On Tuesday, former Arkansas Gov. Mike Huckabee traveled to Texas, where the debate over an extremely restrictive — and more than likely unconstitutional — anti-abortion bill raged on this week. Huckabee came flanked by more than 3,000 anti-abortion protesters, and armed with a by now familiar message: Abortion is like slavery, and anti-abortion activists are the modern-day equivalent of abolitionists.
The analogy is meant to cast the anti-abortion movement in a positive, even heroic, light, by evoking the stark image of trafficked human beings, bound into the holds of slave ships, borne across the Atlantic, terrified and abused, and if they survived, sold like cattle in the stocks. It is the image of human objects at the mercy of their “masters” that anti-abortion activists hope to cement in the minds of Americans, whom they hope to inspire to demand the outlawing of abortion (and in many cases, contraception, too, which the most devout equate to human pesticide.)
It is historically anachronistic and offensive to just about every descendant of African slaves, who recognize that there should be a slavery equivalent to the “Reductio ad Hitlerum” principle, whereby trying to equate an opposing opinion with Hitler and the Nazis is a fundamental logical failure. In short, nothing is like the Holocaust, and nothing is akin to the 400 years of human enslavement practiced by Europeans and their American cousins.
In fact, if one were to draw an analogy between slavery and the abortion issue, it might not be the one Huckabee and friends have in mind.
Because what groups like the National Right to Life Committee and Americans United for Life, the model legislation factory writing the bills proliferating across the United States want, is to control the reproduction of other people. And therein lies the unintended analogy.
Throughout the ugly history of American slavery, in which bondage was passed from generation to generation — as if in the genes themselves — slave owners possessed total authority over the reproduction of the women and men bound to them. They decided how, when, and where female slaves gave birth. Slave owners sometimes forced male slaves to impregnate female slaves in order to harvest the babies, thereby multiplying the value of their portfolio of human chattel. Some slave owners impregnated their slaves themselves.
There was no exception made for a pregnancy resulting from rape, or for the potential death of the mother, since the resulting children had their own, distinct monetary value. Enslaved women had to give birth, come what may.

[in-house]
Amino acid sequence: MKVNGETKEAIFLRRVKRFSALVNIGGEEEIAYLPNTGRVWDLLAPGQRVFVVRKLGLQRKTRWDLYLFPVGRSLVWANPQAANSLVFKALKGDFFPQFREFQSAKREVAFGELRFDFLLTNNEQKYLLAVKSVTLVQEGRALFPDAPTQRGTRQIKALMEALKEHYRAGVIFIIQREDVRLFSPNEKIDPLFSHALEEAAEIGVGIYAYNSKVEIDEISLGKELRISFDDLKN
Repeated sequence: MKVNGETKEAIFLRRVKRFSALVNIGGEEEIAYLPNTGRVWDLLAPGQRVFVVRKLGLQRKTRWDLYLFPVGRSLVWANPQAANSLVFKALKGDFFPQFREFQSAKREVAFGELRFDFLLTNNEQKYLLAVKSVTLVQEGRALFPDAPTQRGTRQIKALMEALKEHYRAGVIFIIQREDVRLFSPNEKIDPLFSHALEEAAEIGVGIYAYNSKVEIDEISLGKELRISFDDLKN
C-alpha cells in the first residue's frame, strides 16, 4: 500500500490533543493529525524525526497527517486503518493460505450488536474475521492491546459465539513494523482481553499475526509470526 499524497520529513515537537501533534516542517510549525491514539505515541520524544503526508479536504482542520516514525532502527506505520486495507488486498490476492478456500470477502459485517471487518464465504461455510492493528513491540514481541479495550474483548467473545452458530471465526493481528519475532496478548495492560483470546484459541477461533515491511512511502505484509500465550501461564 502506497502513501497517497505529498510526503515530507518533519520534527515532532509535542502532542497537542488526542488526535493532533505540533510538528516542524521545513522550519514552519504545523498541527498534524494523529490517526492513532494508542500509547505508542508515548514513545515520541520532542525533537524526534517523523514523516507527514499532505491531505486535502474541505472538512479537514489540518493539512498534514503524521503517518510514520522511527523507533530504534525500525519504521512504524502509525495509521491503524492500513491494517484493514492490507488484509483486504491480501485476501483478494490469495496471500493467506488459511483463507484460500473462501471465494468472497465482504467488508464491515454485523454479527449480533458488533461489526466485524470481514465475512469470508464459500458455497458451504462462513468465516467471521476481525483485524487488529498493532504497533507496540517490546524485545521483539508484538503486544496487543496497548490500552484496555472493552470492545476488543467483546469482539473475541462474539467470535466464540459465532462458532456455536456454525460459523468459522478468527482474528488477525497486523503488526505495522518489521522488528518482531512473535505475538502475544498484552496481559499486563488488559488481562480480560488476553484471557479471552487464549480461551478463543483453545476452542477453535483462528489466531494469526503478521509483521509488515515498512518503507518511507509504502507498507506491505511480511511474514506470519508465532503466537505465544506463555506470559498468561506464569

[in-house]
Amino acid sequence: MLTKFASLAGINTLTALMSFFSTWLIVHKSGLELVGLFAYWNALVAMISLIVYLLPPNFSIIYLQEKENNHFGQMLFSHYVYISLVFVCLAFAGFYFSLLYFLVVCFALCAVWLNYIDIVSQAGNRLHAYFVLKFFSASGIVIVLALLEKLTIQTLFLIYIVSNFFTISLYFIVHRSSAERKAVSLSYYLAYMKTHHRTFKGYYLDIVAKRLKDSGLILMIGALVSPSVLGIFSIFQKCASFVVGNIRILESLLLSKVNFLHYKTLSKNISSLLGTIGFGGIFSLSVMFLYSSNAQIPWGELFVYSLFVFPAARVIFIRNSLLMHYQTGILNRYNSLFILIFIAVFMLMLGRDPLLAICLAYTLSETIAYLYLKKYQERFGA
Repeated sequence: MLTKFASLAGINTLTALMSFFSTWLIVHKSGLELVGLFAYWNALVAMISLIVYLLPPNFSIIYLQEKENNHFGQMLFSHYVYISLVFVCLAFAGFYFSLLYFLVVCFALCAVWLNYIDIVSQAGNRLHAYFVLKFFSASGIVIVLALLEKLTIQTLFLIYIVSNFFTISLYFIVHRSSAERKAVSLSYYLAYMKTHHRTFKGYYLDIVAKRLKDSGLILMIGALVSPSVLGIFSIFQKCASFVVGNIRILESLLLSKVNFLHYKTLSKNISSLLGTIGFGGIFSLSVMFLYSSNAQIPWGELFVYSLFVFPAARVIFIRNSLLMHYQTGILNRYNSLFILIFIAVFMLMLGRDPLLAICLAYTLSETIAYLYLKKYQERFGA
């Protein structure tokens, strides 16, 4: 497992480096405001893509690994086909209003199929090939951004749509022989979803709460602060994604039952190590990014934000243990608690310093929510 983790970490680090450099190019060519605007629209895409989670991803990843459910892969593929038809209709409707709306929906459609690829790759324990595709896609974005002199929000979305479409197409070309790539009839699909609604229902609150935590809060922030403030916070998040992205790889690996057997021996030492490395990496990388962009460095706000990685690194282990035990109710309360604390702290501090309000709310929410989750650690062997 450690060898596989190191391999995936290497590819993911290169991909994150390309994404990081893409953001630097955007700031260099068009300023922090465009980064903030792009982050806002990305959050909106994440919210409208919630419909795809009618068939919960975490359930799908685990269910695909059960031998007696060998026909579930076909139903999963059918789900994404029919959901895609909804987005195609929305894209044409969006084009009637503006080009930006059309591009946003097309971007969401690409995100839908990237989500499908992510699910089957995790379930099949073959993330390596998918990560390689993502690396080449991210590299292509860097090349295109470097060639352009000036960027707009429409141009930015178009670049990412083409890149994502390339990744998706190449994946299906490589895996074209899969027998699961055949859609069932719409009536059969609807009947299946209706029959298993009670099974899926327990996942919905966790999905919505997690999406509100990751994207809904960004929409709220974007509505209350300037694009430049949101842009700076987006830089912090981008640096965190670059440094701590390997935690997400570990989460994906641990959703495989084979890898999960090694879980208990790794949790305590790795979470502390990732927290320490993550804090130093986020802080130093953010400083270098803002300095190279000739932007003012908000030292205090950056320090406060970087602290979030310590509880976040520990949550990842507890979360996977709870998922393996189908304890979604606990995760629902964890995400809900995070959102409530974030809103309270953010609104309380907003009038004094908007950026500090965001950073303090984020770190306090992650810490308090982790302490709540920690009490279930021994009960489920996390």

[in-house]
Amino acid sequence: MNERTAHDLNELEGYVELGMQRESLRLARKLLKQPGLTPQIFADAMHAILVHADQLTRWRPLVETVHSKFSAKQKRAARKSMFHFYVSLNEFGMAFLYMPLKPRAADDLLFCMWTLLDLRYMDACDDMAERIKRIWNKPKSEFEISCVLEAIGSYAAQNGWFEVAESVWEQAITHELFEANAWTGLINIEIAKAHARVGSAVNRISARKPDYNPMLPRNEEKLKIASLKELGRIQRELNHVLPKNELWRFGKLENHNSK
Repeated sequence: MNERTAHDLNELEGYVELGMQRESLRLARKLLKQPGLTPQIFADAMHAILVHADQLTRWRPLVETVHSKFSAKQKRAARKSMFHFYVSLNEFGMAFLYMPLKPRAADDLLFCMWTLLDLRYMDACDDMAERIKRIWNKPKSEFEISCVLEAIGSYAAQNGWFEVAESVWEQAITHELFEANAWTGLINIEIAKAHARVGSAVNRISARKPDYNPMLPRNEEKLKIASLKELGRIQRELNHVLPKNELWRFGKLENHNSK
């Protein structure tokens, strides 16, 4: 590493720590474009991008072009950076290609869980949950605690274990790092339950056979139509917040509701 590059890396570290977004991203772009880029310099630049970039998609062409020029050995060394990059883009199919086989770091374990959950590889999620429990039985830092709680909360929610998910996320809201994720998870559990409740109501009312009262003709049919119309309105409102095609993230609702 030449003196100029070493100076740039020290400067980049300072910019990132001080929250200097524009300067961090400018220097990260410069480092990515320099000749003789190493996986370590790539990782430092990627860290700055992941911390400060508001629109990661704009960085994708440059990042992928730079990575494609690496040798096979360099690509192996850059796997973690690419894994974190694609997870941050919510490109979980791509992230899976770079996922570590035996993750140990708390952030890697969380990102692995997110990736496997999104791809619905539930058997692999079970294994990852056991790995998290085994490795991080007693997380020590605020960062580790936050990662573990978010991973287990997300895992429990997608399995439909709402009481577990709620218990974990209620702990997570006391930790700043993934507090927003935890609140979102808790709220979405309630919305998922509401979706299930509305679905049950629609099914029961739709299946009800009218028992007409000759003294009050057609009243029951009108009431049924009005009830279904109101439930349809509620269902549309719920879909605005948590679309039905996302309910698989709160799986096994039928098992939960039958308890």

Enslaved women had no more control over whether they gave birth to children than they did over what became of those children after they were born. They were utterly robbed of authority over their own bodies and families. The governance of their reproductive lives was given to the plantation owner.
Empowering state governments (or even the federal government) to essentially force women to carry unwanted pregnancies to term, whether by outlawing abortion outright (the activists’ ultimate goal), or because all other options have been closed off, is certainly not slavery. But it unequivocally robs modern-day women of their autonomy and thus, their liberty.
And it isn’t lost on the women demanding freedom over their own bodies that slave owners also claimed they were acting under God’s direction. I don’t doubt the sincerity of anti-abortion activists. They truly believe that they are saving lives, which they believe begin at the moment an egg is fertilized. They believe those eggs have every right that you and I have, and that the government should enforce those rights, even over the objections of the woman in whom the egg resides. It isn’t clear how far they would be prepared to have the state go. Should women be jailed at 20 weeks and one day if they indicate a lack of willingness to continue a pregnancy? Or confined to house arrest until the pregnancy is complete? And won’t outlawing abortion simply drive more women into the arms of butchers like Kermit Gosnell?
People have the right to debate and oppose abortion, which is a tragic, emotionally wrenching — sometimes devastating — decision for women, who often make it in desperation. We should find a way to get contraception into the hands of more women, so that unintended pregnancies don’t happen. We should teach our boys to grow into men who don’t rape.
But Huckabee and his cohorts ought to be very careful about making slavery analogies, because there is more than one way those analogies can go.